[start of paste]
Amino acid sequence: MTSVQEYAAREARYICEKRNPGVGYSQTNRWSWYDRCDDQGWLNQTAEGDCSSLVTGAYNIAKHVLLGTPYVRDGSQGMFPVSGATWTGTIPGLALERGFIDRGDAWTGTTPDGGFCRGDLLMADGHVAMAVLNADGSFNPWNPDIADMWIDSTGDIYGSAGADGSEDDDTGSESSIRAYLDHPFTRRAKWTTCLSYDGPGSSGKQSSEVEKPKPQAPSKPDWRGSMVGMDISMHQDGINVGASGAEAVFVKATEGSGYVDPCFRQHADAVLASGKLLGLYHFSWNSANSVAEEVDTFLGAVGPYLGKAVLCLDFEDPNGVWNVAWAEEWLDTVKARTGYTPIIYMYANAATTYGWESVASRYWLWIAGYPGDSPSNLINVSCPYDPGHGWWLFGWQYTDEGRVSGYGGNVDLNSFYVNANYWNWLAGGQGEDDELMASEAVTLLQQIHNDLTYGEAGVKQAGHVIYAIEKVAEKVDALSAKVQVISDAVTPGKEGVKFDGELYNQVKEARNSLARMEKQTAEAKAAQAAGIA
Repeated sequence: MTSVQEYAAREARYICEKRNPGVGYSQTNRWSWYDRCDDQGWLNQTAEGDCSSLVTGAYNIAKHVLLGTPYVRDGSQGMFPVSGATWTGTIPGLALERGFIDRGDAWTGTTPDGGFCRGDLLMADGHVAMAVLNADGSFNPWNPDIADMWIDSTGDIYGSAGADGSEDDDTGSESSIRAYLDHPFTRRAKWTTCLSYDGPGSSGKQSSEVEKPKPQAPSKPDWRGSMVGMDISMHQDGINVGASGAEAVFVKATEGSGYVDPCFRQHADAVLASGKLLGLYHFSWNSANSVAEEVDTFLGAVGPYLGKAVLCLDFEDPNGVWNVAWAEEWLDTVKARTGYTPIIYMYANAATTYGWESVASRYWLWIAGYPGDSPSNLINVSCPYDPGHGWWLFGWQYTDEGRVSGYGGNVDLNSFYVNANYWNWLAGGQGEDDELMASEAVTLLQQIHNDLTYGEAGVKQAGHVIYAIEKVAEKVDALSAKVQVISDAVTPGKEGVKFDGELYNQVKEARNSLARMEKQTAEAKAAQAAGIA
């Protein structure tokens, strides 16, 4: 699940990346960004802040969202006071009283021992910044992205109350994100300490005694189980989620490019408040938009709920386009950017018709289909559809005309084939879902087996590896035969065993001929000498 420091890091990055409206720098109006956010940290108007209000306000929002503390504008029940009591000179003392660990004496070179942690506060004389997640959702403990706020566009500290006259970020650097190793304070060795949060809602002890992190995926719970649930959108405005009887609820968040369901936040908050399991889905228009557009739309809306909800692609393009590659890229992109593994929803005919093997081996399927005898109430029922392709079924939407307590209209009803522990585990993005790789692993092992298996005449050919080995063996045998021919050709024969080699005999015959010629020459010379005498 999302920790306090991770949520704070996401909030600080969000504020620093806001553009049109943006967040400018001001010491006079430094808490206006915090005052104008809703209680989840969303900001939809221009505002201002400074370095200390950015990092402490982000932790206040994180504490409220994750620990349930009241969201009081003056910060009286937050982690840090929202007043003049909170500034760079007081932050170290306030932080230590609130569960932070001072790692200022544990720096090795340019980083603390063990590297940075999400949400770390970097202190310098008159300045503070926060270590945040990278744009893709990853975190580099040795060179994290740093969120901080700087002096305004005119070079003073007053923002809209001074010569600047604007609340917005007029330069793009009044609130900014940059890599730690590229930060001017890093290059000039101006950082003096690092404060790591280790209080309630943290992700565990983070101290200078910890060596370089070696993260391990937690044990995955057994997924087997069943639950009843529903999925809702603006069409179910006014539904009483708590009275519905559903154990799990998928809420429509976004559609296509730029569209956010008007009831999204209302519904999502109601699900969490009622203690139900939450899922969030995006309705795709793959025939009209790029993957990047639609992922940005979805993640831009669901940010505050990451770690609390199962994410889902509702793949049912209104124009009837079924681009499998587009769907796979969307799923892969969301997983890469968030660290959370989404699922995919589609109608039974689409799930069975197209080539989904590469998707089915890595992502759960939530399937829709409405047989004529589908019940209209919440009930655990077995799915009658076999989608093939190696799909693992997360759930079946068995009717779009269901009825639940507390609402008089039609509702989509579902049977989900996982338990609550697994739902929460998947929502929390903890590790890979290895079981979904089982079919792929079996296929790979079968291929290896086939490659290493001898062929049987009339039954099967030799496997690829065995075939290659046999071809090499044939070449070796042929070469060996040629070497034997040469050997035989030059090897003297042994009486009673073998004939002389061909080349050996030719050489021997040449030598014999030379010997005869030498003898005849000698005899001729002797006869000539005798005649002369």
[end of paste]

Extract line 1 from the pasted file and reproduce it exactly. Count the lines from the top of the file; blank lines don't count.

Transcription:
Amino acid sequence: MTSVQEYAAREARYICEKRNPGVGYSQTNRWSWYDRCDDQGWLNQTAEGDCSSLVTGAYNIAKHVLLGTPYVRDGSQGMFPVSGATWTGTIPGLALERGFIDRGDAWTGTTPDGGFCRGDLLMADGHVAMAVLNADGSFNPWNPDIADMWIDSTGDIYGSAGADGSEDDDTGSESSIRAYLDHPFTRRAKWTTCLSYDGPGSSGKQSSEVEKPKPQAPSKPDWRGSMVGMDISMHQDGINVGASGAEAVFVKATEGSGYVDPCFRQHADAVLASGKLLGLYHFSWNSANSVAEEVDTFLGAVGPYLGKAVLCLDFEDPNGVWNVAWAEEWLDTVKARTGYTPIIYMYANAATTYGWESVASRYWLWIAGYPGDSPSNLINVSCPYDPGHGWWLFGWQYTDEGRVSGYGGNVDLNSFYVNANYWNWLAGGQGEDDELMASEAVTLLQQIHNDLTYGEAGVKQAGHVIYAIEKVAEKVDALSAKVQVISDAVTPGKEGVKFDGELYNQVKEARNSLARMEKQTAEAKAAQAAGIA